Update 13 March 2019: The Christian Dior: Designer of Dreams exhibition at the Victoria and Albert Museum has been extended until 1 September 2019, due to “unparalleled demand”, according to the museum.
The UK’s largest ever exhibition of Christian Dior’s work and legacy of the House of Dior is set to open at the Victoria and Albert Museum.
Christian Dior: Designer of Dreams, traces the creations of the French fashion designer from 1947 onwards, when he launched his first collection, and those of the subsequent artistic directors that carried on the work of the fashion house after Dior’s death.
Around 500 items are going on display, many of which are originals, including around 200 haute couture (high fashion) garments, as well as accessories, photographs, magazines, illustrations and more.
Tristram Hunt, director of the V&A, says: “This ambitious and spectacular exhibition celebrates the history and impact of one of the 20th century’s most influential cotourists. It’s the largest and most comprehensive exhibition ever staged in the UK on the House of Dior.”
It follows a previous show held at the Musée des Arts Décoratifs in Paris last year, which had the same title translated to French and was curated by Florence Muller and Olivier Gabet.
Oriole Cullen, curator of the new V&A exhibition, says the Paris show informed some of the themes, but these have been “re-imagined” for the V&A, with “about 60% of new content” as well as a new section exploring Dior’s connections with Britain.
The show is split into 11 different sections exploring the designer’s story, influences and legacy, with rooms including Dior in Britain, Ateliers, The Garden, Diorama and The Ballroom, among others.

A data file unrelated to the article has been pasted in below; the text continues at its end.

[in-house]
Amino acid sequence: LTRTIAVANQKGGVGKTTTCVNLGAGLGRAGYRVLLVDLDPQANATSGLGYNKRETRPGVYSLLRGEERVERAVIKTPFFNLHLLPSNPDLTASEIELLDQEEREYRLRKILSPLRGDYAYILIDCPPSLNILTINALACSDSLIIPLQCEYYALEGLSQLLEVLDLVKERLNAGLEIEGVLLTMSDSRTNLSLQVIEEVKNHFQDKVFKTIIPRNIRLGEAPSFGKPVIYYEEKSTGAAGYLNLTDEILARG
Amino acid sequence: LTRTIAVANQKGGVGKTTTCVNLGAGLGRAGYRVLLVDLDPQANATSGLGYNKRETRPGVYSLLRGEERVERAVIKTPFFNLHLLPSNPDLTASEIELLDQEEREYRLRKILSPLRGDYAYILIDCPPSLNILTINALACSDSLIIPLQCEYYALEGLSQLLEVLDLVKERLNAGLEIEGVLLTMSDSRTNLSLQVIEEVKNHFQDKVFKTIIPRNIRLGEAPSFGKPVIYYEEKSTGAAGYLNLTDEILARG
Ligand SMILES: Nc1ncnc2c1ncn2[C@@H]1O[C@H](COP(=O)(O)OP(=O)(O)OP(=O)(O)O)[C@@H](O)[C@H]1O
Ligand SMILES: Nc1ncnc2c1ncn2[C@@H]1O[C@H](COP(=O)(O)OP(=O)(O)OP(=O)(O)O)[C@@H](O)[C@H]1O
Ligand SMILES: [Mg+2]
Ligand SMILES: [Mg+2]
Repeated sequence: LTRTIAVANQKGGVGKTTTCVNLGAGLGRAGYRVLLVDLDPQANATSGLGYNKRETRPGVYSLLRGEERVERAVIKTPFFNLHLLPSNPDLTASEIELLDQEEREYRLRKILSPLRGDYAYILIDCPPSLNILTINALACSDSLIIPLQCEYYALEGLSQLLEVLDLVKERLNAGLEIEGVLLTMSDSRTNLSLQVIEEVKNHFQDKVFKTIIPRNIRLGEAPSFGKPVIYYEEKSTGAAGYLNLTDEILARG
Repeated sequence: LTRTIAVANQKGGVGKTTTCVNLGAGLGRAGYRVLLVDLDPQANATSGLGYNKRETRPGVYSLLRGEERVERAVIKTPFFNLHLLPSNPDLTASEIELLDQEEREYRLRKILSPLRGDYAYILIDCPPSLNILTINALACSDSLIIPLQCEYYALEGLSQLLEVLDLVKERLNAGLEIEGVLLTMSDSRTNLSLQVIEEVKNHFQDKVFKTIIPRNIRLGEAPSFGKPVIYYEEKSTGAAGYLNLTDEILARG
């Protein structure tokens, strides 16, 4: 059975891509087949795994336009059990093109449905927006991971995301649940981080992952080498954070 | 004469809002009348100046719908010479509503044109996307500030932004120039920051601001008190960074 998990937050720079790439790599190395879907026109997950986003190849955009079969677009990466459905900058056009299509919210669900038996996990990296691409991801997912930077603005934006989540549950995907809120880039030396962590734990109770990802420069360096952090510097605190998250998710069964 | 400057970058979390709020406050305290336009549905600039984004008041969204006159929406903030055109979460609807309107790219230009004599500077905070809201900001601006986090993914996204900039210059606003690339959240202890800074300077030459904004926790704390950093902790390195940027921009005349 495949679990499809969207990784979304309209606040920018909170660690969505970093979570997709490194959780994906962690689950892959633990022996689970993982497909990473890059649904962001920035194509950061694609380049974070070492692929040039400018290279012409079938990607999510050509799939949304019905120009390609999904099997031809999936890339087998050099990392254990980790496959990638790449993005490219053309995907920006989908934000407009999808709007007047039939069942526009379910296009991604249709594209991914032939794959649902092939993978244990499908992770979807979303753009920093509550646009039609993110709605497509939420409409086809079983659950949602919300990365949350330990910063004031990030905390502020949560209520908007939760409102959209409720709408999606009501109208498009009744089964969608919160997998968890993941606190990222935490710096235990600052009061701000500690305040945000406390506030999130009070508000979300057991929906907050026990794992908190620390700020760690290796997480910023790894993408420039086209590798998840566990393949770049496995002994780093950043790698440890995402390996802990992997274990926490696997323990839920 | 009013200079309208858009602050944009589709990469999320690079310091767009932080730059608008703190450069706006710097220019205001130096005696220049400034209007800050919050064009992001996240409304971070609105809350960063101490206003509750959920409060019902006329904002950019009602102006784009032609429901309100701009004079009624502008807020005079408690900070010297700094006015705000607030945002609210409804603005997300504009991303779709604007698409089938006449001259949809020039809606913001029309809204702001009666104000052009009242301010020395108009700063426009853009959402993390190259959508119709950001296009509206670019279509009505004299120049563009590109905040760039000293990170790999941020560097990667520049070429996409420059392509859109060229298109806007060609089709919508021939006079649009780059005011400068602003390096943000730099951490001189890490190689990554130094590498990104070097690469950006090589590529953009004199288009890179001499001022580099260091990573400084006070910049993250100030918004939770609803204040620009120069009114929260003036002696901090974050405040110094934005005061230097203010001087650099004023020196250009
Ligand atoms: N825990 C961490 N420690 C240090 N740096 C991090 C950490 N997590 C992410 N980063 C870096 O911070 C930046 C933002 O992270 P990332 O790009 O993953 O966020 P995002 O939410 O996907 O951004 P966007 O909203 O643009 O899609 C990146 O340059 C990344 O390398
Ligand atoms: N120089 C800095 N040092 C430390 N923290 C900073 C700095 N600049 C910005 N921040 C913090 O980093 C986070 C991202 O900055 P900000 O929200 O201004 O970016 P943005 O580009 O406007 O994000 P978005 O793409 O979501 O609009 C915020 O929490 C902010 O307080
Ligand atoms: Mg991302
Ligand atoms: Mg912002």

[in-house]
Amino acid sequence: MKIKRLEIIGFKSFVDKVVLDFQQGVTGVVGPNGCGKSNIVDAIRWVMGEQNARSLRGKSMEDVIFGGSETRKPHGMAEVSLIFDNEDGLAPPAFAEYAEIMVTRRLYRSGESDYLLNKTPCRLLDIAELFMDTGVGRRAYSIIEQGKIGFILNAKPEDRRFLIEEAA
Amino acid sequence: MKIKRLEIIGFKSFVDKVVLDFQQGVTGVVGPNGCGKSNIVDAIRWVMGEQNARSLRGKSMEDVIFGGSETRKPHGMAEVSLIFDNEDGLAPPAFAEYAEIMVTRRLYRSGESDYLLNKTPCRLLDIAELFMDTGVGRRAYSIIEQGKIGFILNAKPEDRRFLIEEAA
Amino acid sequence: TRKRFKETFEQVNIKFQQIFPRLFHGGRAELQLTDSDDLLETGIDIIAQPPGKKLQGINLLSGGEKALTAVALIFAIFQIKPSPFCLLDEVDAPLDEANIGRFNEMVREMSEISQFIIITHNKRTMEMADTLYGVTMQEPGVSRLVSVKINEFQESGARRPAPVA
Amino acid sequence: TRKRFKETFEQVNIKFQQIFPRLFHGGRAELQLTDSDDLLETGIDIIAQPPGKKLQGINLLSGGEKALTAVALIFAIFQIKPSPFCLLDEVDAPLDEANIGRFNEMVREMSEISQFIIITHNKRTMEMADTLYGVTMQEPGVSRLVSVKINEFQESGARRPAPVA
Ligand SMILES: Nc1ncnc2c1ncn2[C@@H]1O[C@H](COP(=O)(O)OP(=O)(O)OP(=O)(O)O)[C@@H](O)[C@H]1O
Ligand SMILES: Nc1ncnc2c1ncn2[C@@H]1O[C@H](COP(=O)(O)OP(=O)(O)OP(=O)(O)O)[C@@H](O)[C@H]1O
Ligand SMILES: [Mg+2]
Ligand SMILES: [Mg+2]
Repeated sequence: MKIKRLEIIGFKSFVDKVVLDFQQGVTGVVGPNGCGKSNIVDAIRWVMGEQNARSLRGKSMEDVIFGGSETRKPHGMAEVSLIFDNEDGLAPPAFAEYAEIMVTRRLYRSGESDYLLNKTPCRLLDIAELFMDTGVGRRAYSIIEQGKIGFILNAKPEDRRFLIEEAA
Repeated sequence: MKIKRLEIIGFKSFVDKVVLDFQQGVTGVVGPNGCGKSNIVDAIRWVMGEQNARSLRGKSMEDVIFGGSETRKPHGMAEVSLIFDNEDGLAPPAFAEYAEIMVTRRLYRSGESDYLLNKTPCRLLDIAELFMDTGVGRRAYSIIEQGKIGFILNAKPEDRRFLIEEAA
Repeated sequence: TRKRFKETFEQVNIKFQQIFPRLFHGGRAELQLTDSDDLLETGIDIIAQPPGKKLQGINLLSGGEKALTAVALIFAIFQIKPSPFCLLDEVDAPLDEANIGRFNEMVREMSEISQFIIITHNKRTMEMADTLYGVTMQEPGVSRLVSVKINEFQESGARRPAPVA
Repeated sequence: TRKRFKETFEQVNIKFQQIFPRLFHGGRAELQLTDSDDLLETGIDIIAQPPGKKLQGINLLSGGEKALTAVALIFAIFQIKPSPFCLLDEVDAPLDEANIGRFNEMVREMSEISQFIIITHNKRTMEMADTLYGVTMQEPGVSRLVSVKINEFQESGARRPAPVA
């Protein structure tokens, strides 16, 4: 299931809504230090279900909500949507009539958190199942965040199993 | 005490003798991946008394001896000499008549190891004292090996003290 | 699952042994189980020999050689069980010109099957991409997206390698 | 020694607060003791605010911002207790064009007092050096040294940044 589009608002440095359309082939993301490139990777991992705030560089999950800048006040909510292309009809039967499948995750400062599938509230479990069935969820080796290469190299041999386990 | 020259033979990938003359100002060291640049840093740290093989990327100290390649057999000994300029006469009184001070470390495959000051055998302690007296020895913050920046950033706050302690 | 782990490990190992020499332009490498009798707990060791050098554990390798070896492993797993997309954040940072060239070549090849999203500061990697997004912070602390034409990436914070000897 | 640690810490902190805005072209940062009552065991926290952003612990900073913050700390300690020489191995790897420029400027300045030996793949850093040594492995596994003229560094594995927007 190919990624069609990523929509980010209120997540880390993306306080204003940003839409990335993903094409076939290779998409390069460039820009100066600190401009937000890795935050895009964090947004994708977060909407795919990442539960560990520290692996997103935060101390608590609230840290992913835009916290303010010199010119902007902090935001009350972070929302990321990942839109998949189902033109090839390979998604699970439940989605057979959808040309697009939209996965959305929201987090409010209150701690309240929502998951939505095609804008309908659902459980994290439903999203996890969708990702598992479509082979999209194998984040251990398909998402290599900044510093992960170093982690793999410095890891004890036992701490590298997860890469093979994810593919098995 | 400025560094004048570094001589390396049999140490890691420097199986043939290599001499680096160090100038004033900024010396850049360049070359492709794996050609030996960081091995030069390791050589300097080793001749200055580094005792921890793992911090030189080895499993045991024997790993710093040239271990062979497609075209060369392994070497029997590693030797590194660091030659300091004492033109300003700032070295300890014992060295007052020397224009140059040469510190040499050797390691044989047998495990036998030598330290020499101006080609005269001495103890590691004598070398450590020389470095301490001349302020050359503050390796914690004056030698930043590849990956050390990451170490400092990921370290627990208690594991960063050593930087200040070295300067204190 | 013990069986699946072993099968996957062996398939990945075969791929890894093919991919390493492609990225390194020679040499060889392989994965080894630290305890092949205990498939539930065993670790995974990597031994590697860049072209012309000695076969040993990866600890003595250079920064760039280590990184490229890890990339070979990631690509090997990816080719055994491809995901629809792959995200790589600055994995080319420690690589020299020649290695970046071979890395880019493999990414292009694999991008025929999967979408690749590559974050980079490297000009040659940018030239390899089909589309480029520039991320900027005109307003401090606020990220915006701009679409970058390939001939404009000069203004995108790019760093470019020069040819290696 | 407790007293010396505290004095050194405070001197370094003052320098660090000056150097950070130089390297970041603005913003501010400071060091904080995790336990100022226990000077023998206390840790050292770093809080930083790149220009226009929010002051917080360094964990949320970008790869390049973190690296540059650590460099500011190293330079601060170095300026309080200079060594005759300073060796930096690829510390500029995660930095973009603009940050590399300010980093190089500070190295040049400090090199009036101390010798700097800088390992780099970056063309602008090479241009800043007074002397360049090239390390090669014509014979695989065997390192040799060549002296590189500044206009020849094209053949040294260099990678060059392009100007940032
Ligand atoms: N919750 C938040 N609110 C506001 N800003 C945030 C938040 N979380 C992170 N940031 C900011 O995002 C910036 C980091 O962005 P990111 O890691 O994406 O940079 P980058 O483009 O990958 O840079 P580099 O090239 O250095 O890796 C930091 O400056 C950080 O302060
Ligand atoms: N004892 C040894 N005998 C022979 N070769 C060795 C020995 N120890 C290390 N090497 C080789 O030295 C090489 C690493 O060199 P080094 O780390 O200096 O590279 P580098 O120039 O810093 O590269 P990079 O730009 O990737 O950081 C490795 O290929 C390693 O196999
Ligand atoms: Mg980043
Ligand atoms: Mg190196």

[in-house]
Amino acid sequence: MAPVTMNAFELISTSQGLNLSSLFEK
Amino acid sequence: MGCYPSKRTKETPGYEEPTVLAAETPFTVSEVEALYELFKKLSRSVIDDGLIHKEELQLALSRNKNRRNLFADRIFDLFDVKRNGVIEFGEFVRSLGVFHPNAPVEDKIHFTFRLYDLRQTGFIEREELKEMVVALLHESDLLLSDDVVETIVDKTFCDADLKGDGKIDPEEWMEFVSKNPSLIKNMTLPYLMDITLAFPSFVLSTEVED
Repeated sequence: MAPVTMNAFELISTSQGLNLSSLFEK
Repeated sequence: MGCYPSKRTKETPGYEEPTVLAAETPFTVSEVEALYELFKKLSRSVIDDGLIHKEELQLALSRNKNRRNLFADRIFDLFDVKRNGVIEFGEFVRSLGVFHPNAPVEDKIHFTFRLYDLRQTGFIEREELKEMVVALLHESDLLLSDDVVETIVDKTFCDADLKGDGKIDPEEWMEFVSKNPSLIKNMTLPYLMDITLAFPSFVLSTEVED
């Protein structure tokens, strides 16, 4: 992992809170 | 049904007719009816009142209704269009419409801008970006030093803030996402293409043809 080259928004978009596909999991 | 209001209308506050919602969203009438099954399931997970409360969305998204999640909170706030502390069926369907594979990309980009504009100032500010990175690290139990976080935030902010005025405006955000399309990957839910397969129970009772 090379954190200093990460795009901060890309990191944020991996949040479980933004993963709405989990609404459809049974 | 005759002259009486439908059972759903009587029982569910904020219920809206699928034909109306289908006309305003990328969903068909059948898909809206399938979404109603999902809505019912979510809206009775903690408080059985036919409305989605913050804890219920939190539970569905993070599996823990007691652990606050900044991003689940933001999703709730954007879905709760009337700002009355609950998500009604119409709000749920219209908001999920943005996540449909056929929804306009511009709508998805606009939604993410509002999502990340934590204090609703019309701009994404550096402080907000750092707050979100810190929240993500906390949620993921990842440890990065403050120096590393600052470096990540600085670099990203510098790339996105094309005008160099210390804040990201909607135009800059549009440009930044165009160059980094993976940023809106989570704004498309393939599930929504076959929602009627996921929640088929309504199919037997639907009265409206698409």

There are also sections looking at Dior’s life and his own tenure at the fashion house, at how travel and history influenced the designer and at what each of the artistic directors who succeeded him, including Marc Bohan, Yves Saint Laurent and Maria Grazia Chiuri, brought to the brand. Haute couture is at the heart of the show.
The exhibition has been designed by Agence NC. Nathalie Crinière, founder and creative director at the design studio, says the main aim of the show’s design is to “give life” to the dresses, which she says were created to be worn rather than displayed in a museum.
“Each section [of the exhibition] has its own personality… Every [room] gives a new impression and a new way to see [the dresses],” she says.
Highlights include a dress worn by Princess Margaret on her 21st birthday, which is on loan from the Museum of London and exhibited alongside a photograph of the princess in the dress taken by Cecil Beaton.
As well as the Princess’ dress which takes pride of place in the centre of the Dior in Britain room, the section also explores some of the designer’s work for British clients and highlights some of his early fashion shows in the UK including his first show at the Savoy hotel. It also looks at the establishment of the Dior London business.
The V&A describes the designer as a “confirmed Anglophile” who was “charmed by the country”.
Another highlight, which appears in a section called New Look, is a 1947 Bar Suit, complete with a sculpted, silk jacket with goes in at the waist and back out again. The outfit “caused a sensation and revolutionised the female silhouette”, according to the V&A.
The Diorama room contains a display case filled with replicas of numerous Dior dresses in miniature form arranged by colour, showcasing the craftsmanship of the artists in the ateliers (workshops) who made them.
Highlights here include a miniature version of a 1966 Dior by Marc Bohan dress, which is also on display in full size at the exhibition. Another tiny dress comes with an even smaller pair of gloves attached.